In the pages of the Bible there is unabashed joy, anger, cruelty, lust, holiness, depravity, incest, goodness, greed, treachery, and sacrificial love. These are people cut from the same cloth as we, and their unvarnished, believable lives bring to God's Book an authenticity that, along with the translation of the Spirit, stamps indelibly into the reader's mind the truth of Scripture. And the imperfections endear their owners to the reader's conscience.

As Bad As They Come

It is easy for the casual Christian to set the apostle Paul--evangelist to the Gentiles, and writer of most of the doctrinal epistles in the New Testament--on a high pedestal. Some are tempted to add him to the throne room of God, setting him across from Jesus, to the Father's left. But God always drew imperfect souls to Himself, and Paul was, before his conversion, about as bad as they come.

Saul of Tarsus (Paul's name until sometime early in his ministry) had as his occupation the elimination of this new sect that threatened the traditions and foundation of Judaism. The early portions of the book of The Acts contain a catalogue of his vehement hatred for anyone associated with Jesus Christ.

Even after his roadside conversion by the Lord, Paul was thoroughly human in his imperfections. He didn't always get along with people, and could be less than patient when confronted by the imperfections in others.

On their first missionary journey, Paul and Barnabas had taken along with them a young man called John Mark--son of Mary, Barnabas' relation, who owned the house in Jerusalem where an early church met. For whatever reason Mark (later to write the gospel account that bears his name) left the two missionaries to return home. Paul considered Mark's leaving to be abandonment, so when preparations were being made for their second journey, and Barnabas suggested taking John Mark again, Paul refused. This disagreement caused a rift between the two, and they went their separate ways.

The Council

With the rose-tinted vision of hindsight, it is also easy for today's believer to imagine the early church as a unified whole--a cohesive collection of wise, saintly souls who, because of their closer proximity to Christ and His disciples, were in possession of a profound faith of which we can only be envious. The truth, however, is a picture that bears a closer resemblance to our own ungainly congregations today.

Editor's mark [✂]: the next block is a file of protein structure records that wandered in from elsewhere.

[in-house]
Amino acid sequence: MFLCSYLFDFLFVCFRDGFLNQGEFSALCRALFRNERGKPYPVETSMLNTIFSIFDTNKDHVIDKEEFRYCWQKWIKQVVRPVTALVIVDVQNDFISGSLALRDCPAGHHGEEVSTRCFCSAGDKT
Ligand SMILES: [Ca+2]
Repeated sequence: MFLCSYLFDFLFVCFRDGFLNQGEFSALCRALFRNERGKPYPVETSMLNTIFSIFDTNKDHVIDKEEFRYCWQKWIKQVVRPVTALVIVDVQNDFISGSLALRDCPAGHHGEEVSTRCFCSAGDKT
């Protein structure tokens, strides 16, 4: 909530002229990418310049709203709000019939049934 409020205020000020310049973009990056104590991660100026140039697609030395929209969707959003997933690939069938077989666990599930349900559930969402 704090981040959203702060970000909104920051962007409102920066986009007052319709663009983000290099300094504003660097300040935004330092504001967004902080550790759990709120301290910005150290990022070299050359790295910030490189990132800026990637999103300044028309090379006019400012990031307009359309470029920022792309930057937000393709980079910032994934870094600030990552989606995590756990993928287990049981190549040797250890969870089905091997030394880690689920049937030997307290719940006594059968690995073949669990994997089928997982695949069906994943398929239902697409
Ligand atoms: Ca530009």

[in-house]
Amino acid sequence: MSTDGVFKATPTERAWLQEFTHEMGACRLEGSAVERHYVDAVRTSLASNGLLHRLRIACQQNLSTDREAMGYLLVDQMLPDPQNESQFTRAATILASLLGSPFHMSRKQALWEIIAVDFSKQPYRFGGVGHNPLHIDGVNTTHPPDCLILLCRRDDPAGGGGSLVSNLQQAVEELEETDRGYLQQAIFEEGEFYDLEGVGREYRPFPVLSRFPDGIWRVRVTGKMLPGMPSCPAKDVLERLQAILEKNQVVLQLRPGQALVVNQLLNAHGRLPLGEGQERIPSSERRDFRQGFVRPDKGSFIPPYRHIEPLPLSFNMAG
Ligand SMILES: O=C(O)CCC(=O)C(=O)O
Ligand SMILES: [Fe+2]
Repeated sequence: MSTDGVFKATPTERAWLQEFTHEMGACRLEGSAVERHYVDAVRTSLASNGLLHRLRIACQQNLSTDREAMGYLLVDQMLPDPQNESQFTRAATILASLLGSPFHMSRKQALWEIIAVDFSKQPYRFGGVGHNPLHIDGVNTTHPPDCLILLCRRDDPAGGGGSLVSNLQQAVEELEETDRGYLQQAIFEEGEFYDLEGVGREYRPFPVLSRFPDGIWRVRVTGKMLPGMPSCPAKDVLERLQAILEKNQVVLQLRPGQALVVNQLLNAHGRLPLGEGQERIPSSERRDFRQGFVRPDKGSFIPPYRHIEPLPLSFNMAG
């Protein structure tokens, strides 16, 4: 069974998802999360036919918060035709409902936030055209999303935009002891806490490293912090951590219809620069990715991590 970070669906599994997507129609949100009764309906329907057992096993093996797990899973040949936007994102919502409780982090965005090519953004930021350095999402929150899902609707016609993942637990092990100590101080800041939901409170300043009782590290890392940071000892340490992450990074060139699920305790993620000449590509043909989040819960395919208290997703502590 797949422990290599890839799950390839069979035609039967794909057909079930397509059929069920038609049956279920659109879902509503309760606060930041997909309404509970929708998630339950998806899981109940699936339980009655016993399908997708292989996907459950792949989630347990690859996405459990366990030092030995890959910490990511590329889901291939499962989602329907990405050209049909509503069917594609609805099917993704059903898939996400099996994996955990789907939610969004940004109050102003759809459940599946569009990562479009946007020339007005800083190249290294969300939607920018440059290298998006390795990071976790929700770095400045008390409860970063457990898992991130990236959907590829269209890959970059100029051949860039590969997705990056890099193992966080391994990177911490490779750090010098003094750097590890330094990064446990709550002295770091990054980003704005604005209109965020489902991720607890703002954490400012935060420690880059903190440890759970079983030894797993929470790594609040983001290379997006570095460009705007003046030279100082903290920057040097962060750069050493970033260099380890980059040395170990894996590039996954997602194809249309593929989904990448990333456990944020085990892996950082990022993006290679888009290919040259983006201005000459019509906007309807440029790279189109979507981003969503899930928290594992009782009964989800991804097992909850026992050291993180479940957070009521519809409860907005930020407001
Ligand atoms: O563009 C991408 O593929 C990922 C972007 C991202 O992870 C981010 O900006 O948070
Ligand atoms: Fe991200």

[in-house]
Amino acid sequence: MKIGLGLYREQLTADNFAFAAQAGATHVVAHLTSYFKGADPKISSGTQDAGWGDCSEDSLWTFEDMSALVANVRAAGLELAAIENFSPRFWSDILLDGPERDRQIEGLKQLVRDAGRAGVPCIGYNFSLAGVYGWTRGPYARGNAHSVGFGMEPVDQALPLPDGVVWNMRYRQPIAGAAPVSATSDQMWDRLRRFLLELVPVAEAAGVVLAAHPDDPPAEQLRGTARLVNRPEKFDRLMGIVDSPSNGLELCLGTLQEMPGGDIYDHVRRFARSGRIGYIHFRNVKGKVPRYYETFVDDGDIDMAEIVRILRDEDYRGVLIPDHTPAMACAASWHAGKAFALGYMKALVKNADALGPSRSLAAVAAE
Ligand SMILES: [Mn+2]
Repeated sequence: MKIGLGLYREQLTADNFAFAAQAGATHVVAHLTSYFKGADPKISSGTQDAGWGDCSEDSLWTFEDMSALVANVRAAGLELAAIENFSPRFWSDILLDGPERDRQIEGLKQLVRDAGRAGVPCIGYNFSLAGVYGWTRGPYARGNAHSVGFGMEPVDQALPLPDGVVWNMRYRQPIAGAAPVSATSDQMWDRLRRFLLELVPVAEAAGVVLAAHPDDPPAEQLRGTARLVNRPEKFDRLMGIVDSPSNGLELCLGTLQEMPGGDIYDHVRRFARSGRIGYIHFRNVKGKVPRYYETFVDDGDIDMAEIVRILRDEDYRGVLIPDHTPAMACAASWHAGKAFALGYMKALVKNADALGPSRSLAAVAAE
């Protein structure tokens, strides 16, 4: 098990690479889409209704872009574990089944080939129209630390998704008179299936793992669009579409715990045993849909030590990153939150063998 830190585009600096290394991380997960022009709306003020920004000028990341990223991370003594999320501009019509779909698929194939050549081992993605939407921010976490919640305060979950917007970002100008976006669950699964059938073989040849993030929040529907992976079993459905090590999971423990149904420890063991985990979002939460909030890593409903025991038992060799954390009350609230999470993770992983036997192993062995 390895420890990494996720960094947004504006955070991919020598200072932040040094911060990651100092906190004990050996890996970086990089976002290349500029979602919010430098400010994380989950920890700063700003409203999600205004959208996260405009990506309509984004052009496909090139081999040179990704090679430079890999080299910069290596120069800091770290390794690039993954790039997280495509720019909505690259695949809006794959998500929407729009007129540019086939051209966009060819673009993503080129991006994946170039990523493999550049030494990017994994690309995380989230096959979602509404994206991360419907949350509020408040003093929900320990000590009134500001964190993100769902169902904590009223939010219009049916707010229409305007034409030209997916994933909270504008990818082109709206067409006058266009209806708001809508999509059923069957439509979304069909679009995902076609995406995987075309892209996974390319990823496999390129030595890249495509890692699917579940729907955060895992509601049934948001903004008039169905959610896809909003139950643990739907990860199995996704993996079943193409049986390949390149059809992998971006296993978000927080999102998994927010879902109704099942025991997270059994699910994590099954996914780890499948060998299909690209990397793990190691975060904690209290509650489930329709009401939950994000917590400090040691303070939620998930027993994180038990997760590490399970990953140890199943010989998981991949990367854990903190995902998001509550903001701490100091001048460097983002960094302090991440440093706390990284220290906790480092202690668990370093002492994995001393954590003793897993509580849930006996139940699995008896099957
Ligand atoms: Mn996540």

The early church included debate over doctrine--especially whether believers in The Way should be required to follow, as well, the dictates of Jewish law.

In his response to this, Peter stood and delivered a most eloquent speech refuting the Pharisaic position, which concluded

A Fragile Faith

The members of the early church didn't always demonstrate the sort of unfaltering faith we often ascribe to them. There is an almost comical account in The Acts that reveals a collection of believers with a faith as fragile as ours.

So far so good. Peter is arrested and the church prays for his deliverance. Sounds familiar--and entirely appropriate. There was little the small community of believers could do against the power of the king, so they gathered together in Mary's house for sustained, "earnest" prayer. Only their faith wasn't quite as earnest as their words.

God worked a miracle that night. He sent an angel to rouse the sleeping Peter and to cause his manacles to fall away. The angel told him to get dressed and follow him outside--right through the guards! My, how this must have strengthened Peter's faith; how it must have validated his belief that God would rescue him. Well, actually, his first thought was that he was dreaming.

But Peter quickly came to his senses and realized his rescue was real. He went straight to Mary's house, where he knew the people would be waiting. He knocked at the front gate for entrance, and through the closed gate told the servant-girl who it was.

No, the saints of old were no more pious, no more Spiritual than their modern brethren. They were just normal folk carrying around all the same doubts, questions and guilt common to us.

Reading God's Book we see all of them as they were: just like us. We draw strength and encouragement from the realization that God works His perfect plan through imperfect people. But then, in the same reading, we see the true nature of His perfect Son; here we learn of Him through the words of His only authorized biography.


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Issue No. 112
Mar. 2000


All original material in Aspects is Copyright © 2000 David S. Lampel. This data file is the sole property of David S. Lampel. It may not be altered or edited in any way. It may be reproduced only in its entirety for circulation as "freeware," without charge. All reproductions of this data file must contain the copyright notice (i.e., "Copyright (C) 2000 David S. Lampel."). This data file may not be used without the permission of David S. Lampel for resale or the enhancement of any other product sold. This includes all of its content. Brief quotations not to exceed more than 500 words may be used, with the appropriate copyright notice, to enhance or supplement personal or church devotions, newsletters, journals, or spoken messages.

Unless otherwise indicated, all scripture is from the New International Version. NIV quotations are from the Holy Bible: New International Version, Copyright 1973, 1978, 1984 by the International Bible Society. Used by permission. NASB quotations are from the New American Standard Bible © 1960, 1962,1963, 1968, 1971, 1972, 1973, 1975, 1977 by The Lockman Foundation.